The little northern hospital was heavy with summer heat, because there was no air-conditioning in the wards; the bandages must have been insupportably hot, and the wounds sore, and the sedatives sickening to feel at work. The screaming brought a doctor with a syringe and soon John screamed no more, but Mrs. Parlabane never lost her composure.
‘You’ll stay with him, won’t you, Clement?’ she said to me, ‘because I really must get back to the City.’ And away she and the biddable husband went. I noticed that he reached out and patted John’s insensible hand before he left.
So that was it, and after a while the bandages came off, and the face you know was seen for the first time. He was no beauty before, but now he was like a man in a red mask, which has faded with time. I am sure Toronto plastic surgeons could have done a good deal for him in the years that followed, but the Parlabane family did nothing about it.
Didn’t make a fuss with the camp?
The people who owned the camp were friends; they didn’t want to injure them. John thought it a great injustice.
And that was what made him the way he is?
In part, I suppose. Certainly it did nothing to make him otherwise. He and his Mother were cat and dog after that. He called her The Bitch Goddess, after Henry James’s Bitch Goddess Success. She was a success, in her terms. He insisted she had deserted him when he most needed her; she said to me more than once that she had seen that everything was done that could be done, and she thought he was making a great deal of a misfortune that could happen to anyone. But that’s by the way — though I suppose it throws some light on him, and on her, of course. The fact that he could not bear to tell you — though I am sure he told you in affecting terms about his other great betrayal by that egotistical catamite Henry Loewi III, the Beauty of Princeton — shows how much it affected him.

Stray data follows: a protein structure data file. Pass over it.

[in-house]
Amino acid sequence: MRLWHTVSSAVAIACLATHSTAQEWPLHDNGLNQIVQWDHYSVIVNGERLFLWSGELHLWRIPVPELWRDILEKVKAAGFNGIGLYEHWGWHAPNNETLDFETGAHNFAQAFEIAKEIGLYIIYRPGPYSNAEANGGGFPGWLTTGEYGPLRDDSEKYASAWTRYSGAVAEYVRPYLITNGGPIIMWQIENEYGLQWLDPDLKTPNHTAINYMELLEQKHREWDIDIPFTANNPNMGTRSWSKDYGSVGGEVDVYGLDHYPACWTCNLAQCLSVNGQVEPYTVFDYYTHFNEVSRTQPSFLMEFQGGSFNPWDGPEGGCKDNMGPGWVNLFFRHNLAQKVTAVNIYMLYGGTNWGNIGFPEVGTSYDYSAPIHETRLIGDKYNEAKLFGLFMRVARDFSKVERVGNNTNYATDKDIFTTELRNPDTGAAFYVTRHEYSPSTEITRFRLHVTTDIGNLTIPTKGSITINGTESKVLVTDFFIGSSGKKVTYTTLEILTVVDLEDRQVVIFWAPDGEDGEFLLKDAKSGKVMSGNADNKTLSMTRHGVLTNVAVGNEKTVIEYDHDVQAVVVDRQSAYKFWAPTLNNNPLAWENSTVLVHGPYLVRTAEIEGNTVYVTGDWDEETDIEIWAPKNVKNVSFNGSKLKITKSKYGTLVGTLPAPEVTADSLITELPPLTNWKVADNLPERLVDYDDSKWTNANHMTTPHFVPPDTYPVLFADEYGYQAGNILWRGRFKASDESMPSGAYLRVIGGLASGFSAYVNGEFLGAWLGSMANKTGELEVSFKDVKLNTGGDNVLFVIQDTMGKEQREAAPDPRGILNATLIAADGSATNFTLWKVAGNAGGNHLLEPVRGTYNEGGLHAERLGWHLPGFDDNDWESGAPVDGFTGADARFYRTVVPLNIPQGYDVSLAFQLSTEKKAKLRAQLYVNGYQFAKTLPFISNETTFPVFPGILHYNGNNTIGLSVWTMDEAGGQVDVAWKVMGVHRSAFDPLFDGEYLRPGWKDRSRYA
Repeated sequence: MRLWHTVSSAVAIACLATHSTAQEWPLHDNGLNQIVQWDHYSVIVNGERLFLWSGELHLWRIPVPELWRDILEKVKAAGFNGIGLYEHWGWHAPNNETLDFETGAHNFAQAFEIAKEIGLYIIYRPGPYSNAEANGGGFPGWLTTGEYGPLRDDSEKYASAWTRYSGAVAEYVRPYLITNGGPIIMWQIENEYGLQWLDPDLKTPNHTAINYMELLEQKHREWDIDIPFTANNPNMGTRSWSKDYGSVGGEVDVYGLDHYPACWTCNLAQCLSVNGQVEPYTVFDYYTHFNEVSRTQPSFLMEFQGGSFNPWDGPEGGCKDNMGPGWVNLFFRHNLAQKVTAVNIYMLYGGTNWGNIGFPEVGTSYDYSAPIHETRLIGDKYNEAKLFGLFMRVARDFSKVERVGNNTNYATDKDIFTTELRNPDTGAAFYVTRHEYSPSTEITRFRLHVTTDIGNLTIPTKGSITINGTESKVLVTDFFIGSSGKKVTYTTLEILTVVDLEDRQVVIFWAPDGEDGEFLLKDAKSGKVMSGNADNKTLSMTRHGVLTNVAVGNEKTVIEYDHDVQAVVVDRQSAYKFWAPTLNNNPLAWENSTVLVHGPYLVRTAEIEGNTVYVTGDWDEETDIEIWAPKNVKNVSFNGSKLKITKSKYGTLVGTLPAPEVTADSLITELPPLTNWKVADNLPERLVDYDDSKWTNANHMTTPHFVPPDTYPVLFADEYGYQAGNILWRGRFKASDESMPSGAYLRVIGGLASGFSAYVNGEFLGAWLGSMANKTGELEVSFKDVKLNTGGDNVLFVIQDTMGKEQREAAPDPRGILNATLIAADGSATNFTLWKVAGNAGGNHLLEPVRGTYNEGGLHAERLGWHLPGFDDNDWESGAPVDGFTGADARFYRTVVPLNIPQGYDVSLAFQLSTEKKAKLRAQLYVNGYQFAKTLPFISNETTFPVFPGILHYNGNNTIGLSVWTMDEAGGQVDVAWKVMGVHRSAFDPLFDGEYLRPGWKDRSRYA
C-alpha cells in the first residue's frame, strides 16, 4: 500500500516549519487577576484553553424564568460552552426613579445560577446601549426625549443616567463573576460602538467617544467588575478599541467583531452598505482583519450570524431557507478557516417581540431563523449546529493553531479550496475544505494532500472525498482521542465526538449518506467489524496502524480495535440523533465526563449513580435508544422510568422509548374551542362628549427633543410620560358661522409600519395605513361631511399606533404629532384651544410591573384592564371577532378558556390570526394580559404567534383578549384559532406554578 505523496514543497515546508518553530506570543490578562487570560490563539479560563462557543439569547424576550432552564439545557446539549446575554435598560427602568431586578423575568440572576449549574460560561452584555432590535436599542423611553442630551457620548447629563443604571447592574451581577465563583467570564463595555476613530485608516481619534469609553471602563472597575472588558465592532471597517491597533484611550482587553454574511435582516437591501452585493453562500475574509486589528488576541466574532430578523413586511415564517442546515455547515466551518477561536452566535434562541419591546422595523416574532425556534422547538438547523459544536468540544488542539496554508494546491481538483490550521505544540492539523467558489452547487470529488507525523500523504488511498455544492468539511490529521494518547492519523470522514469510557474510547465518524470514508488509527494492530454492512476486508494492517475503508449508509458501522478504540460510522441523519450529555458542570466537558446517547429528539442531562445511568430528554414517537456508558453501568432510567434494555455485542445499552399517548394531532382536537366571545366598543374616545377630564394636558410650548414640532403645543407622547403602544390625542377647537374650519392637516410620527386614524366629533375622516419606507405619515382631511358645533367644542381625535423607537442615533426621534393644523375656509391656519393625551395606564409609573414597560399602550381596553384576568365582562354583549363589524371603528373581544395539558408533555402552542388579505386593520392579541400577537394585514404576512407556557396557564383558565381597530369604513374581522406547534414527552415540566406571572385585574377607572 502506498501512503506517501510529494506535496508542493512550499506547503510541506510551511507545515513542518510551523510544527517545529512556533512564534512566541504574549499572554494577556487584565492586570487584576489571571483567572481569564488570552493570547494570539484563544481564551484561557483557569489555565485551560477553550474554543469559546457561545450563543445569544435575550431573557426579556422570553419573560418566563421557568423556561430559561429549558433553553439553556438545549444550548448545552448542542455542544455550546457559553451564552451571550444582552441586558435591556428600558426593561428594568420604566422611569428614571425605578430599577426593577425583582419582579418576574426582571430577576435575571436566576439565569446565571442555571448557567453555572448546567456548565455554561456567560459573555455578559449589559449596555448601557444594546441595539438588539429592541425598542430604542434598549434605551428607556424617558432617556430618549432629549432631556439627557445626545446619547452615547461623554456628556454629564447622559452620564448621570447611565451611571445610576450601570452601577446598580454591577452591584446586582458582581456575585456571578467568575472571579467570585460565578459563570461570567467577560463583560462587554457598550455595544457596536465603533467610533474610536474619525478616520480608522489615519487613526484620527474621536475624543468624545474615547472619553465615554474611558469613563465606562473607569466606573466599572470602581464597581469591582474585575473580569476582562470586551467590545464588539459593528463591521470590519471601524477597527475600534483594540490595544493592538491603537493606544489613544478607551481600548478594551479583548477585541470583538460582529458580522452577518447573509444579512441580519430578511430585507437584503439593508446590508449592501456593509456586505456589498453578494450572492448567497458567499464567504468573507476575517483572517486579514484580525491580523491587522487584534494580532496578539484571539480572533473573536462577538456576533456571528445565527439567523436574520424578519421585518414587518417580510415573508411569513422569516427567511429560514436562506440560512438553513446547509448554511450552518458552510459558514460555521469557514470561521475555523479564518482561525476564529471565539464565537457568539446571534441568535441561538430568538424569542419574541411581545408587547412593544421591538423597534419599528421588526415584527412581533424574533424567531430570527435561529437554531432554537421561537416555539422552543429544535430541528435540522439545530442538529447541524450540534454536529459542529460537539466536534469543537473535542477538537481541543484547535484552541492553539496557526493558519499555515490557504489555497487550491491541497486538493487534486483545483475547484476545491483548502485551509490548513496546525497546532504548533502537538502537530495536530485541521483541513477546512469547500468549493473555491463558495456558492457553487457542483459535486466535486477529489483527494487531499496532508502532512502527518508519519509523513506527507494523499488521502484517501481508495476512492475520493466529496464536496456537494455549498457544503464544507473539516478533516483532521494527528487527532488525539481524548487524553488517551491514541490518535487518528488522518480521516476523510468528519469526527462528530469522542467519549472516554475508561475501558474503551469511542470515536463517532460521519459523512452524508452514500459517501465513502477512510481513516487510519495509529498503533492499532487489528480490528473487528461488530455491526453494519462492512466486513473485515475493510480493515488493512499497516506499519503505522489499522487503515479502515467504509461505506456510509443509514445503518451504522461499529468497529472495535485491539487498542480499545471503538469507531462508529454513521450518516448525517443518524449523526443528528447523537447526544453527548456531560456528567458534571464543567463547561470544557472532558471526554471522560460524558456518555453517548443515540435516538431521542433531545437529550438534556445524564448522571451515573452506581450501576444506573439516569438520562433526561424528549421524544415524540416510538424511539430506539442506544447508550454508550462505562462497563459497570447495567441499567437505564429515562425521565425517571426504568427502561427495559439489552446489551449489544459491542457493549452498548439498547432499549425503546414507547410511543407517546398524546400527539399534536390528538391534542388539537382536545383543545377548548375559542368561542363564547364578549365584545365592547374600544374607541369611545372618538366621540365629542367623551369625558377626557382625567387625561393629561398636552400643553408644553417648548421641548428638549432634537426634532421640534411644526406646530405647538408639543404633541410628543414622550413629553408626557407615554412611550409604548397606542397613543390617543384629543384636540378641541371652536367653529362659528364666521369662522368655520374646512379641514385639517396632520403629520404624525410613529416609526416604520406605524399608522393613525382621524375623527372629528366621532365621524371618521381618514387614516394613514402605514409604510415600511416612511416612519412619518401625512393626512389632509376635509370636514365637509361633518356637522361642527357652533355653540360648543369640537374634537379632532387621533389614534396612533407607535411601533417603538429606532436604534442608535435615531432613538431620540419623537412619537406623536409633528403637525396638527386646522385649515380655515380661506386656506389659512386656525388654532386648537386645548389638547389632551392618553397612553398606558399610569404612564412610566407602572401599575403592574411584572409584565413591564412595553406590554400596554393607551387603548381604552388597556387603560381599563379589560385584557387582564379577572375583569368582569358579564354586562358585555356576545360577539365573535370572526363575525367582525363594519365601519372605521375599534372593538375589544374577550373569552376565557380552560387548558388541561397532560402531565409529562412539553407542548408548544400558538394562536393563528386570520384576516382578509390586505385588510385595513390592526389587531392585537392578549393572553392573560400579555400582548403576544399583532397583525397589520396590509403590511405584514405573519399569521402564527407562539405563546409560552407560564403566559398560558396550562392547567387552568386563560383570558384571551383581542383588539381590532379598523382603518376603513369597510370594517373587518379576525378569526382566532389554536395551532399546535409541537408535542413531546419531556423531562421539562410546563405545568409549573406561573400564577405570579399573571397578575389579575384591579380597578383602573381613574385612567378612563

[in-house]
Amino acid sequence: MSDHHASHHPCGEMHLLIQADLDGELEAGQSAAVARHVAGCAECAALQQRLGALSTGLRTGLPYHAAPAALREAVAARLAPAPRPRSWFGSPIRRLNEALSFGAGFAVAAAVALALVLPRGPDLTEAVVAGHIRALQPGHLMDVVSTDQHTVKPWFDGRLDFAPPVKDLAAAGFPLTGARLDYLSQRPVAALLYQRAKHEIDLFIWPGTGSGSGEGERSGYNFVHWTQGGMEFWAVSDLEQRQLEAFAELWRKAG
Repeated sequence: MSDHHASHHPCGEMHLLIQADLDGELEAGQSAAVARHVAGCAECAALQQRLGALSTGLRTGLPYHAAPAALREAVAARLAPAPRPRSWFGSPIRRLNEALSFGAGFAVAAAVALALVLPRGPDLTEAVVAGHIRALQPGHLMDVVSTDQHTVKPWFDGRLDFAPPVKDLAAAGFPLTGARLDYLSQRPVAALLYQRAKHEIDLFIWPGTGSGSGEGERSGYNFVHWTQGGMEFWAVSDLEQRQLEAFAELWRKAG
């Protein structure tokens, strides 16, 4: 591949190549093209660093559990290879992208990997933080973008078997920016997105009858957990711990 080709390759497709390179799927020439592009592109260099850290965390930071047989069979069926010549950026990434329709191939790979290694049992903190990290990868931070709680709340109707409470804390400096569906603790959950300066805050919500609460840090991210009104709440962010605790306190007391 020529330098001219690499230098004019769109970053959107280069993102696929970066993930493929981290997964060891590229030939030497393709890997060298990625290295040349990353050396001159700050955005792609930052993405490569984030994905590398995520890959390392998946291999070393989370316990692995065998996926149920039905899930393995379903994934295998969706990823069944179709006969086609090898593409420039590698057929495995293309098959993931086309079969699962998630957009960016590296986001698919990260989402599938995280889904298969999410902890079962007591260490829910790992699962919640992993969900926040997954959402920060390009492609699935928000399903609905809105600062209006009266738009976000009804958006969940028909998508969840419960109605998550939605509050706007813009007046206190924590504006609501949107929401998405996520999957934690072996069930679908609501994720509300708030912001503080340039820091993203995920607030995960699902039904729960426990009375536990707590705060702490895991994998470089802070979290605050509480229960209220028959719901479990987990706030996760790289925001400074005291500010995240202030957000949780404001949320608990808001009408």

I hope things may look up a little for him now. I’ve managed to get a job for him and he’s away at this minute arranging about it. Appleton, who does some lecturing in Extension, has broken his hip, and even when he gets back on the job he will have to lighten his load. So I have persuaded the director of that division to take Parlabane on to finish out the year; once a week on Basic Principles in Philosophy, and twice a week on Six Major Philosophical Texts.
I’m afraid he doesn’t think so. Extension means teaching at night, and most of the people in the classes are middle-aged and opinionated; it won’t be the thrill of moulding the young, which is what he likes.
Rough on the young, I’d imagine.
His real teaching days are over, I fear. He has a good mind — used to have a fine mind — but he rambles and blathers too much. He wants me to take him on, you know.
Special research assistant.
But I’m your research assistant!
He’d be happy to supplant you. But don’t give it a thought; I won’t have it.
Oh, that’s not the worst of him; that’s just his normal way of behaving. But there’s a limit to what I can, and will, do for him; I’ve got him a job, and that’s as far as it goes.
I think you’ve been wonderful to him.
He’s an old friend. And we don’t always choose our old friends, you know; sometimes we’re just landed with them. You know somebody for a few years, and you’re probably stuck with them for life. Sometimes you must do what you can.
Well, at least he’s out of here.
Don’t count on that. I’ll urge him to get a room somewhere, but he will have no campus office. He’ll be back to mooch books, and he’ll be back for you.
He fancies you, you know. Oh, yes; being a homosexual doesn’t matter. Just about all men need a woman in one way or another, unless they’re very strange indeed. Tormenting you refreshes him. And you shouldn’t underestimate the gratitude all men feel for women’s beauty. Men who truly don’t like flowers are very uncommon and men who don’t respond to a beautiful woman are even more uncommon. It’s not primarily sexual; it’s a lifting of the spirits beauty gives. He’ll be in to torment you, and tease you, and enrage you, but really to have a good, refreshing look at you.